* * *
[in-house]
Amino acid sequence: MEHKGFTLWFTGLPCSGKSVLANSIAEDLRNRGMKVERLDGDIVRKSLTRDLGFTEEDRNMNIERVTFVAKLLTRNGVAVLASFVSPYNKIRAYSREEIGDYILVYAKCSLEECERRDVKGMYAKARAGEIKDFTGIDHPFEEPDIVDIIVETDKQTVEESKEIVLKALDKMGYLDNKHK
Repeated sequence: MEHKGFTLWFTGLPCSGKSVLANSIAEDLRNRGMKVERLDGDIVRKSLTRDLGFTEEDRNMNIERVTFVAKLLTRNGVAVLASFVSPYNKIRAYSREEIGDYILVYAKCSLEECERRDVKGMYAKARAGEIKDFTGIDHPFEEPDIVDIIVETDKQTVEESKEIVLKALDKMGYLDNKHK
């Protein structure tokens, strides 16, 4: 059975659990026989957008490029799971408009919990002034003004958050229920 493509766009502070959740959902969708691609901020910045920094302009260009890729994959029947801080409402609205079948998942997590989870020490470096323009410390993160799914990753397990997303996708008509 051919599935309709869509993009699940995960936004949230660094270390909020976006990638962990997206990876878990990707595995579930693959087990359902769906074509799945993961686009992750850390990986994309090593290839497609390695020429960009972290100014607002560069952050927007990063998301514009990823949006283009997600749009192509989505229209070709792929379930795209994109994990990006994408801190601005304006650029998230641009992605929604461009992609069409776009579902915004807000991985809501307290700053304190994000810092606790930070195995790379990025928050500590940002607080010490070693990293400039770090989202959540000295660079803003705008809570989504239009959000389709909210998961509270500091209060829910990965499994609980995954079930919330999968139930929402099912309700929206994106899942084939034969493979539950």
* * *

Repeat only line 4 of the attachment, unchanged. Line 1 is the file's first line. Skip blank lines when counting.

């Protein structure tokens, strides 16, 4: 059975659990026989957008490029799971408009919990002034003004958050229920 493509766009502070959740959902969708691609901020910045920094302009260009890729994959029947801080409402609205079948998942997590989870020490470096323009410390993160799914990753397990997303996708008509 051919599935309709869509993009699940995960936004949230660094270390909020976006990638962990997206990876878990990707595995579930693959087990359902769906074509799945993961686009992750850390990986994309090593290839497609390695020429960009972290100014607002560069952050927007990063998301514009990823949006283009997600749009192509989505229209070709792929379930795209994109994990990006994408801190601005304006650029998230641009992605929604461009992609069409776009579902915004807000991985809501307290700053304190994000810092606790930070195995790379990025928050500590940002607080010490070693990293400039770090989202959540000295660079803003705008809570989504239009959000389709909210998961509270500091209060829910990965499994609980995954079930919330999968139930929402099912309700929206994106899942084939034969493979539950």